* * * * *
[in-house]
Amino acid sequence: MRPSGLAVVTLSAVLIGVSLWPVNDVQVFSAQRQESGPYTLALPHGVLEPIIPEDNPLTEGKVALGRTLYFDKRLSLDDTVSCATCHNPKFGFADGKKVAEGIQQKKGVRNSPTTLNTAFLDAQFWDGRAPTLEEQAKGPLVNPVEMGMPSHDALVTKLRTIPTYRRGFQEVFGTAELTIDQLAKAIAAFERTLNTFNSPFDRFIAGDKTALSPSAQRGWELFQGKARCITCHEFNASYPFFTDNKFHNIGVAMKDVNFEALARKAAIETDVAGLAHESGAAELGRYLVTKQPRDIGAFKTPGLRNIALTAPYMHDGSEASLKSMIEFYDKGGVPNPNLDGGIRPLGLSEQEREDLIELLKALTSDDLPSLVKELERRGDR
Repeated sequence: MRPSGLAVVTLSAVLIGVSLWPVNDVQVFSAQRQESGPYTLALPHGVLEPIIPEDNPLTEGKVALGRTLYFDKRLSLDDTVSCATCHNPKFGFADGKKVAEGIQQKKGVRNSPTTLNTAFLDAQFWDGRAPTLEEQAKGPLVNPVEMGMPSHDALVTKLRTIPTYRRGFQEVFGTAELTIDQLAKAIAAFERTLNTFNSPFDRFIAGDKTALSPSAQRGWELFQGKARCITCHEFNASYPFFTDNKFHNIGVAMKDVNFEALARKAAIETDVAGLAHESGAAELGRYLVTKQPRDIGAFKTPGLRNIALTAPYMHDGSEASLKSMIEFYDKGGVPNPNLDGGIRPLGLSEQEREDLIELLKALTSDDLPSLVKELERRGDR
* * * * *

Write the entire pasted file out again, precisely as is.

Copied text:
[in-house]
Amino acid sequence: MRPSGLAVVTLSAVLIGVSLWPVNDVQVFSAQRQESGPYTLALPHGVLEPIIPEDNPLTEGKVALGRTLYFDKRLSLDDTVSCATCHNPKFGFADGKKVAEGIQQKKGVRNSPTTLNTAFLDAQFWDGRAPTLEEQAKGPLVNPVEMGMPSHDALVTKLRTIPTYRRGFQEVFGTAELTIDQLAKAIAAFERTLNTFNSPFDRFIAGDKTALSPSAQRGWELFQGKARCITCHEFNASYPFFTDNKFHNIGVAMKDVNFEALARKAAIETDVAGLAHESGAAELGRYLVTKQPRDIGAFKTPGLRNIALTAPYMHDGSEASLKSMIEFYDKGGVPNPNLDGGIRPLGLSEQEREDLIELLKALTSDDLPSLVKELERRGDR
Repeated sequence: MRPSGLAVVTLSAVLIGVSLWPVNDVQVFSAQRQESGPYTLALPHGVLEPIIPEDNPLTEGKVALGRTLYFDKRLSLDDTVSCATCHNPKFGFADGKKVAEGIQQKKGVRNSPTTLNTAFLDAQFWDGRAPTLEEQAKGPLVNPVEMGMPSHDALVTKLRTIPTYRRGFQEVFGTAELTIDQLAKAIAAFERTLNTFNSPFDRFIAGDKTALSPSAQRGWELFQGKARCITCHEFNASYPFFTDNKFHNIGVAMKDVNFEALARKAAIETDVAGLAHESGAAELGRYLVTKQPRDIGAFKTPGLRNIALTAPYMHDGSEASLKSMIEFYDKGGVPNPNLDGGIRPLGLSEQEREDLIELLKALTSDDLPSLVKELERRGDR